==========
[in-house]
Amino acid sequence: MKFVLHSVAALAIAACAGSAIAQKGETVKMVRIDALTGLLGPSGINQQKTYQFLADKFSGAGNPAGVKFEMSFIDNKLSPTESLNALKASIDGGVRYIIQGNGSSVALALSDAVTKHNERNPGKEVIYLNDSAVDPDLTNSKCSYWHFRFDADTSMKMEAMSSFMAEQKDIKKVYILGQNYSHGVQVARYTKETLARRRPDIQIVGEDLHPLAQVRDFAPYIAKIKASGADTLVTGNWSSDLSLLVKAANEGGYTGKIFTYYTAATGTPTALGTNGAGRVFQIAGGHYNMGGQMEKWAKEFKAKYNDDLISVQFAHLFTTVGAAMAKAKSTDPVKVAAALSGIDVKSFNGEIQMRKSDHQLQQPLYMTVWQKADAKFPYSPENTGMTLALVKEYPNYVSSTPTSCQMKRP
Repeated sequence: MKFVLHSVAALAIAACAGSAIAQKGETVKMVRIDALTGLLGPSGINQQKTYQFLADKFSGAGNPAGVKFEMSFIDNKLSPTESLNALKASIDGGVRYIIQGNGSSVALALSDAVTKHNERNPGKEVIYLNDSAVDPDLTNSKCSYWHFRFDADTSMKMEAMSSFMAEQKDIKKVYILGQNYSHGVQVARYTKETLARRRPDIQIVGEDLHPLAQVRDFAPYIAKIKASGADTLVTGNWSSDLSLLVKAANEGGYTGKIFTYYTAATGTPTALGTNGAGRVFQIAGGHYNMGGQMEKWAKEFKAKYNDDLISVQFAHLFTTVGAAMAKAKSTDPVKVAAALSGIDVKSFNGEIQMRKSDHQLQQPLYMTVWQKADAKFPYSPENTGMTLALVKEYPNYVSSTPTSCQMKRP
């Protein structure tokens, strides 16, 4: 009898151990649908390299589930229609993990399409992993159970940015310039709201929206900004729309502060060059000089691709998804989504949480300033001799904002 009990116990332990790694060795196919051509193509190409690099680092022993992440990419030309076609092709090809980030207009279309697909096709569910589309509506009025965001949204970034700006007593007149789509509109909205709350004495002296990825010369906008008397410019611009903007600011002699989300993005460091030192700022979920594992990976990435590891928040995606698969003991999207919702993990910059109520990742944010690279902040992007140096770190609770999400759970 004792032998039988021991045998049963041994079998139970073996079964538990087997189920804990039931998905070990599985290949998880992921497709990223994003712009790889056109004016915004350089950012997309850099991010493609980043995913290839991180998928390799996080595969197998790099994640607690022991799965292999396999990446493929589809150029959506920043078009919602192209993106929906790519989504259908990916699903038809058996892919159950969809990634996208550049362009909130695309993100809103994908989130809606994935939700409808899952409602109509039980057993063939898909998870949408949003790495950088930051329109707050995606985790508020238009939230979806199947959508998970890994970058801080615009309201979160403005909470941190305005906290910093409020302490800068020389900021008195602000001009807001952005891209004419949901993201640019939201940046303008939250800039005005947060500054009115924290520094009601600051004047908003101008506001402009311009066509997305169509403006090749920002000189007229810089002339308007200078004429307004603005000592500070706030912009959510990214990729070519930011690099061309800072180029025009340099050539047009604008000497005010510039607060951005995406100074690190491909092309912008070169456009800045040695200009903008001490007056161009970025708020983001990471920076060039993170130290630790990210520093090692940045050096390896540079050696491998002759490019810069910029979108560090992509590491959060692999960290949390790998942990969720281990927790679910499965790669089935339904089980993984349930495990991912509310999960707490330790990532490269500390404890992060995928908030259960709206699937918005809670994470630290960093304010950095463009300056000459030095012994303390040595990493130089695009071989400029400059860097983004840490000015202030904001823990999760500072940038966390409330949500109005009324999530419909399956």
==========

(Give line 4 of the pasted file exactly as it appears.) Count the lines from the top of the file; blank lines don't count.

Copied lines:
């Protein structure tokens, strides 16, 4: 009898151990649908390299589930229609993990399409992993159970940015310039709201929206900004729309502060060059000089691709998804989504949480300033001799904002 009990116990332990790694060795196919051509193509190409690099680092022993992440990419030309076609092709090809980030207009279309697909096709569910589309509506009025965001949204970034700006007593007149789509509109909205709350004495002296990825010369906008008397410019611009903007600011002699989300993005460091030192700022979920594992990976990435590891928040995606698969003991999207919702993990910059109520990742944010690279902040992007140096770190609770999400759970 004792032998039988021991045998049963041994079998139970073996079964538990087997189920804990039931998905070990599985290949998880992921497709990223994003712009790889056109004016915004350089950012997309850099991010493609980043995913290839991180998928390799996080595969197998790099994640607690022991799965292999396999990446493929589809150029959506920043078009919602192209993106929906790519989504259908990916699903038809058996892919159950969809990634996208550049362009909130695309993100809103994908989130809606994935939700409808899952409602109509039980057993063939898909998870949408949003790495950088930051329109707050995606985790508020238009939230979806199947959508998970890994970058801080615009309201979160403005909470941190305005906290910093409020302490800068020389900021008195602000001009807001952005891209004419949901993201640019939201940046303008939250800039005005947060500054009115924290520094009601600051004047908003101008506001402009311009066509997305169509403006090749920002000189007229810089002339308007200078004429307004603005000592500070706030912009959510990214990729070519930011690099061309800072180029025009340099050539047009604008000497005010510039607060951005995406100074690190491909092309912008070169456009800045040695200009903008001490007056161009970025708020983001990471920076060039993170130290630790990210520093090692940045050096390896540079050696491998002759490019810069910029979108560090992509590491959060692999960290949390790998942990969720281990927790679910499965790669089935339904089980993984349930495990991912509310999960707490330790990532490269500390404890992060995928908030259960709206699937918005809670994470630290960093304010950095463009300056000459030095012994303390040595990493130089695009071989400029400059860097983004840490000015202030904001823990999760500072940038966390409330949500109005009324999530419909399956």